Lola Rosie was my grandmother in the paternal side. She died when I was just 3 years old, and all I know of her were born only out of stories my mother used to tell me about her. My mother had often shared with me how fond Lola Rosie was of me as a baby, how she would teach me a game of cards even when I was just a toddler, and how she’d take me out with her to stroll along at parks and other places. My mother had also often cited how intelligent Lola Rosie was, sharing how Lola Rosie would, due to financial constraints, manage to attend only a day of class per week, and yet still graduate every year level at the top of her class. She remembers Lola Rosie as a good-natured, always-smiling kind of woman who never had a bad thing to say about anyone, even when she lived a life of hardship, poverty, and trials.

My mother said that just this Christmas Eve’s, she was tearing up a little as Lola Rosie’s memory filled her thoughts. She said she recognized how much I grew up to be like Lola Rosie, not only in the way I look, but even in the way I am— always with great self-control, with “maturity and refinement,” calm, and not given to acting impulsively. In linking back to our original topic of conversation, she said I must’ve inherited such attributes from my Lola Rosie, in support (intuitively, if not scientifically) of the notion on the moderate heritability of personality traits.


When I was a child, people would always remark how I looked very much like my father — something which I deeply and overtly detested because I’ve always been a “mama’s girl” and wanted to look more like my mother than my father. I’ve never been close to my father, and frankly, for most of my life I didn’t want to have anything to do with him.

But as I grew older, I recognized that my facial features did resemble more of my father than those of my mother, and I had grown to accept it with a sort of resigned indifference, given the visible evidence. But tonight, for me, came a deeper form of acceptance of the other half of my genetic ancestry. Out of our conversation on genetics detouring to our own family tree and Lola Rosie, I came to recognize how I cannot depart from the paternal side of my being, and how much I still am a representation and continuation of the generations past in my ancestry, whether by virtue of the genes I carry, the way I look, the way I behave, the way I am, and the way I will be.

I’m really not the emotional type, but I couldn’t stop my tears from falling when I heard the final part of my mother’s story on Lola Rosie. My mother said that when Lola Rosie was lying on her deathbed, at the early age of 49 robbed of health by uterine cancer, one of the last things she struggled to whisper was, “Gusto ko makita si Carla” (“I want to see Carla”). I was just 3 years old then, and living in our home province while she was in a hospital in Manila, so we were not granted that opportunity to be together again at the final moments of her short life.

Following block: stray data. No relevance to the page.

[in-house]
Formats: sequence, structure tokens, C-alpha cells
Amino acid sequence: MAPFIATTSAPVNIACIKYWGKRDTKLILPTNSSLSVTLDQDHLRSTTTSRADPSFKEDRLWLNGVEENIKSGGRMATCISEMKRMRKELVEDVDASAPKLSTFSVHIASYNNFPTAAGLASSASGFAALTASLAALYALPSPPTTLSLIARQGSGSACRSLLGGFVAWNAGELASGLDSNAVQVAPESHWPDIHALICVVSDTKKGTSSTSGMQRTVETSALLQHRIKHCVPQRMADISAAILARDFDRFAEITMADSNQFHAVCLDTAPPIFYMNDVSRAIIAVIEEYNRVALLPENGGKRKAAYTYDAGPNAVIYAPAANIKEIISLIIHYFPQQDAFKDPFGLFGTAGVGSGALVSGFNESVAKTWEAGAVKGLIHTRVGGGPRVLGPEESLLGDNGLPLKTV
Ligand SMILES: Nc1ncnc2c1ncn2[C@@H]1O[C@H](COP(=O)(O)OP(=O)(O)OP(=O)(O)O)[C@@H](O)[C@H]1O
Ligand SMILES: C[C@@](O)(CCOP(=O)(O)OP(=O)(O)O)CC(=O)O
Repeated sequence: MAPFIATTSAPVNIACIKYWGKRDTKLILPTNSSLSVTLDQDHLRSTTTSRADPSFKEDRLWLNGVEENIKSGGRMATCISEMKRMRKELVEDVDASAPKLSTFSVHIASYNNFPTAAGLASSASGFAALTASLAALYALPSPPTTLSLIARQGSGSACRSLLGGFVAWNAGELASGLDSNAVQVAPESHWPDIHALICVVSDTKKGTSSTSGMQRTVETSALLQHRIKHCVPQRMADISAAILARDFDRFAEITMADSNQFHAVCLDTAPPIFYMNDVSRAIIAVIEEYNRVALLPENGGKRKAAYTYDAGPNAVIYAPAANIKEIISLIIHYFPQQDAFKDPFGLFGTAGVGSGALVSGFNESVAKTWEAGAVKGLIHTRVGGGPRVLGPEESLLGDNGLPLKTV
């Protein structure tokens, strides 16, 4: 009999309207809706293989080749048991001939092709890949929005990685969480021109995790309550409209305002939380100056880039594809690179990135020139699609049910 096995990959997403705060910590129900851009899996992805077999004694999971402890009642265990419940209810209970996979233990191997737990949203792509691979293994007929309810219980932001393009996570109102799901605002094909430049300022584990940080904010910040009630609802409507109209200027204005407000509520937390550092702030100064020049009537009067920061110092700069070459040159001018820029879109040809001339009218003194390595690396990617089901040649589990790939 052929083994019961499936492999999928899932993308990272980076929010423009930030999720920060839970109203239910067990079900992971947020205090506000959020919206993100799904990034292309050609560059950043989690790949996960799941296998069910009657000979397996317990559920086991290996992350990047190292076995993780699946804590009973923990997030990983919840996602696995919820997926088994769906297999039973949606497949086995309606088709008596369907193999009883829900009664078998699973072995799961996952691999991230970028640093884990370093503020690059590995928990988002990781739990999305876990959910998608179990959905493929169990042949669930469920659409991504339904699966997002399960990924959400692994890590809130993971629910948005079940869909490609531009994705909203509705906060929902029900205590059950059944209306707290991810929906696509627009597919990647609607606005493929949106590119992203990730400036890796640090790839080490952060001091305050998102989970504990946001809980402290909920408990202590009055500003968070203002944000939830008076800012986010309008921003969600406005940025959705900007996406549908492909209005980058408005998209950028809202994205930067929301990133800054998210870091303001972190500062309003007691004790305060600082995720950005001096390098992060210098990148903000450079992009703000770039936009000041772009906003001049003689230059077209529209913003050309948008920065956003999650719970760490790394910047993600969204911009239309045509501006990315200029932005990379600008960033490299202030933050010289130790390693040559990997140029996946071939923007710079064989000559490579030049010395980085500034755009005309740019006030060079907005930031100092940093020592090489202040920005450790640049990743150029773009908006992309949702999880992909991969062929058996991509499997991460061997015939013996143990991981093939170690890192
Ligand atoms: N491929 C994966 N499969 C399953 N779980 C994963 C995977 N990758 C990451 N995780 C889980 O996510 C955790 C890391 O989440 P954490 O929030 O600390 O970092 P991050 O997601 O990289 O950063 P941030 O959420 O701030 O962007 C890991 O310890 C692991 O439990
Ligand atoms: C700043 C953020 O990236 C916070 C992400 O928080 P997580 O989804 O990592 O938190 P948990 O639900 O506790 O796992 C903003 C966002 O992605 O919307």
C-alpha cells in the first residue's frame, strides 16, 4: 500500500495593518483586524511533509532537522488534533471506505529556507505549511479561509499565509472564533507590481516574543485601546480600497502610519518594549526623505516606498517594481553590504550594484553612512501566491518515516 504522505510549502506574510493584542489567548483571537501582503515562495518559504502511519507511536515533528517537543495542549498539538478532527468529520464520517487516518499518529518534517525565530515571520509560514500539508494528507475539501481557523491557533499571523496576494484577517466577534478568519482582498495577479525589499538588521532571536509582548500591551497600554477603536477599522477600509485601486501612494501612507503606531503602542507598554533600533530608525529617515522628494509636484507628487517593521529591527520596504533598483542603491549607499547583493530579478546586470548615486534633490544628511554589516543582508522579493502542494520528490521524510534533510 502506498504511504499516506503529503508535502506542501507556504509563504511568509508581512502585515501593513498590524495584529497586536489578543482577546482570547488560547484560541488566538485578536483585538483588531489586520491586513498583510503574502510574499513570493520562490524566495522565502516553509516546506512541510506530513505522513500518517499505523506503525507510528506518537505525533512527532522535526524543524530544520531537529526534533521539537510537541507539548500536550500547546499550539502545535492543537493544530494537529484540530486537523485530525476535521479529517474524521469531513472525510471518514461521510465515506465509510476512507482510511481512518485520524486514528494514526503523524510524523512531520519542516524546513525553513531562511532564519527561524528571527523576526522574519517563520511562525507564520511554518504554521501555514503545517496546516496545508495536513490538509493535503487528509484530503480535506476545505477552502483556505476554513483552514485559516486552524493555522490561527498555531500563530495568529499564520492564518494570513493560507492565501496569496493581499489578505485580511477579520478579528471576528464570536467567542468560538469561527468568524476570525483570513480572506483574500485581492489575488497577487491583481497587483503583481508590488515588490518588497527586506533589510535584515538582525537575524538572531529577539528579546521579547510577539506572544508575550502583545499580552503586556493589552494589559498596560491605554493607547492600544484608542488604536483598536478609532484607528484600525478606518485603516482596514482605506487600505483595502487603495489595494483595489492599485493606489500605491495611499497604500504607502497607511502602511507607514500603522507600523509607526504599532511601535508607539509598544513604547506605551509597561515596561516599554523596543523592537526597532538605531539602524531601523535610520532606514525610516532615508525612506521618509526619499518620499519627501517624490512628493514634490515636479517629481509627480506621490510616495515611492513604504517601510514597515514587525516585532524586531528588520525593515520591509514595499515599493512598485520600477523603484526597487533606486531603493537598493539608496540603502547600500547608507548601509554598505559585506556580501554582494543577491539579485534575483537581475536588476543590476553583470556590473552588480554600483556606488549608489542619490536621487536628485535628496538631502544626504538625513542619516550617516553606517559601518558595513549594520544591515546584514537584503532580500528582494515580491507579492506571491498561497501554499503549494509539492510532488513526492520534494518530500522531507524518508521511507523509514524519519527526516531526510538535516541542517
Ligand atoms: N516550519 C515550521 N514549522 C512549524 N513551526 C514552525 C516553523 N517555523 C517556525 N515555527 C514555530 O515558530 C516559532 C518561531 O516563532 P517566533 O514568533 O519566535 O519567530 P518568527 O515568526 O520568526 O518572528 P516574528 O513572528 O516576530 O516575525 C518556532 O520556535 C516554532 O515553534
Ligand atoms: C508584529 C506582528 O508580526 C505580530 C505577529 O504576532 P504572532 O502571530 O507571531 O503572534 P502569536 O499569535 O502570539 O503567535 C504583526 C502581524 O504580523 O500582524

During that time, I could not have been aware of the situation, but now that I know of it, I cry. I cry of mourning for the woman I have grown up to be so similar to yet have no personal memories of, for the woman who must’ve so fondly looked at me so many times yet I couldn’t remember smiling up at even for a single moment.

Seeing my tears, my mother said, “Don’t cry for your Lola Rosie. I’m sure she was welcomed in a good place, in Heaven.”

Indeed. I’m sure of that, too. 🙂

· • ·

This is for you, Lola Rosie. May you rest in peace, dear grandma; you are fondly remembered. My mother says that if she could choose a mother-in-law all over again, she’d still choose you. I will strive to be a better person, so that in this lifetime I may embody even just half of the good person that you were, and so I may be worthy of being called your granddaughter. ♥

· • ·

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6 thoughts on “For Lola Rosie

  1. Mama used to tell me about her mother. Lola died before I was born. I have begun to love her because mama would tell her story with much love and admiration. She said that she was really an honest woman. I understand you in many silent ways.


    • Thank you, Peng! We do have a similar experience; it comforts me to know and thank you for expressing that you understand me and what I have shared here. I love how writing can connect people like this. 🙂